I will admit, the one thing I really miss, living in Florida, is being able to go to my garden and harvest rhubarb. I grew up eating rhubarb pie and later, as an adult, drinking rhubarb wine. My grandfather and father always had a barrel or two of rhubarb wine in our basement. They would make it themselves, with rhubarb juice, water and sugar. This was clear and strong and almost like drinking gin. Let's just say, you need to acquire a taste for it. But, the pie, that was a beautiful treat.
As soon as we got to the Midwest on this trip, I knew I had to make a pie. The rhubarb was beautiful. So, Rhubarb Pie, the Amana way, was on the menu.
I have spoken before of coming from the German villages in Iowa, the Amana Colonies. This recipe is the most typical of our villages. There are variations, of course. In fact, you can still find Rhubarb Pie on the menu at the Ox Yoke Inn restaurant in Amana.
If you can't get there soon, and they serve it all year, make your own. Oh, yum!! The pieces of rhubarb lie in a creamy custard in your favorite pie crust.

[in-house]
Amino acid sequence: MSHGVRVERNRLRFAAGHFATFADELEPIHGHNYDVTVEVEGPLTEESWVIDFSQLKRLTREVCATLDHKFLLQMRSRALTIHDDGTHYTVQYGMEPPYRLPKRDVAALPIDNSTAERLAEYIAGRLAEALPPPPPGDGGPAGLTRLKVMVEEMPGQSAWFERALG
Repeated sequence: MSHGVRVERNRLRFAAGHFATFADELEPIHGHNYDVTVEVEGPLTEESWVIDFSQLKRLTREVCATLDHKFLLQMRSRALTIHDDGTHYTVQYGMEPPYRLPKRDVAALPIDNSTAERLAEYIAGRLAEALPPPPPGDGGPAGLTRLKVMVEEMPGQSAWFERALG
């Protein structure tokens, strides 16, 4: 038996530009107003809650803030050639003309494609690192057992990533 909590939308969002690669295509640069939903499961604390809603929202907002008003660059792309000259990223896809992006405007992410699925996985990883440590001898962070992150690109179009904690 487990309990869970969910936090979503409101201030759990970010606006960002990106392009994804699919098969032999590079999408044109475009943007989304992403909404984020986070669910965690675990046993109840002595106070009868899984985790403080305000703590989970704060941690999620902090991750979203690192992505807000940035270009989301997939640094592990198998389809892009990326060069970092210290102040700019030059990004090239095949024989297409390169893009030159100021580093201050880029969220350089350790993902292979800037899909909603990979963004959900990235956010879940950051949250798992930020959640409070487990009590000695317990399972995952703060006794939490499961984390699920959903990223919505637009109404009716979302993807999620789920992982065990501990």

Seasons of Plenty
Recipe by Janet Zuber
3 cups rhubarb, cut into small pieces
3 eggs, beaten
1 1/4 cup sugar
1 teaspoon vanilla
1/3 cup milk or half and half
1 9 inch pie shell, unbaked
Powdered sugar is optional
Preheat oven to 400 degrees.
Chop rhubarb into 1/2 to 1/4 inch long pieces. Beat eggs well, add sugar, vanilla, milk or half and half. Fold in the rhubarb. Pour into pie shell.
Bake for 10 minutes. Reduce heat to 350 degrees and bake an additional 35 to 40 minutes or until custard is set. When cool, you can sprinkle with powdered sugar.
A Sunday intermission
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